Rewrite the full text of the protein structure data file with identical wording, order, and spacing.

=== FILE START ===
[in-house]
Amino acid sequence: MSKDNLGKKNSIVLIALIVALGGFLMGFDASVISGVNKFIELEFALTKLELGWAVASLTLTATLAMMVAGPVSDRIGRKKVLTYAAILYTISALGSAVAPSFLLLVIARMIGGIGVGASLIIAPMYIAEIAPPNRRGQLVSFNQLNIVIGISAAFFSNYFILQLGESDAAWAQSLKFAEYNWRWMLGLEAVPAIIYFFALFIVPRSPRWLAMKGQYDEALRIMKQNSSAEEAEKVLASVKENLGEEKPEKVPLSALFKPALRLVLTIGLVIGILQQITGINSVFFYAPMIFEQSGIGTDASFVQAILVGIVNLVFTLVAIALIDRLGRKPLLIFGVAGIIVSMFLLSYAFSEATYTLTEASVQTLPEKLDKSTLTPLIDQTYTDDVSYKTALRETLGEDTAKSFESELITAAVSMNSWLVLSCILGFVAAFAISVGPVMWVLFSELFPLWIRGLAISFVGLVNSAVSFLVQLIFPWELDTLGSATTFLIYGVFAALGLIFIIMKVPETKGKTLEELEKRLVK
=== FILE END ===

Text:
[in-house]
Amino acid sequence: MSKDNLGKKNSIVLIALIVALGGFLMGFDASVISGVNKFIELEFALTKLELGWAVASLTLTATLAMMVAGPVSDRIGRKKVLTYAAILYTISALGSAVAPSFLLLVIARMIGGIGVGASLIIAPMYIAEIAPPNRRGQLVSFNQLNIVIGISAAFFSNYFILQLGESDAAWAQSLKFAEYNWRWMLGLEAVPAIIYFFALFIVPRSPRWLAMKGQYDEALRIMKQNSSAEEAEKVLASVKENLGEEKPEKVPLSALFKPALRLVLTIGLVIGILQQITGINSVFFYAPMIFEQSGIGTDASFVQAILVGIVNLVFTLVAIALIDRLGRKPLLIFGVAGIIVSMFLLSYAFSEATYTLTEASVQTLPEKLDKSTLTPLIDQTYTDDVSYKTALRETLGEDTAKSFESELITAAVSMNSWLVLSCILGFVAAFAISVGPVMWVLFSELFPLWIRGLAISFVGLVNSAVSFLVQLIFPWELDTLGSATTFLIYGVFAALGLIFIIMKVPETKGKTLEELEKRLVK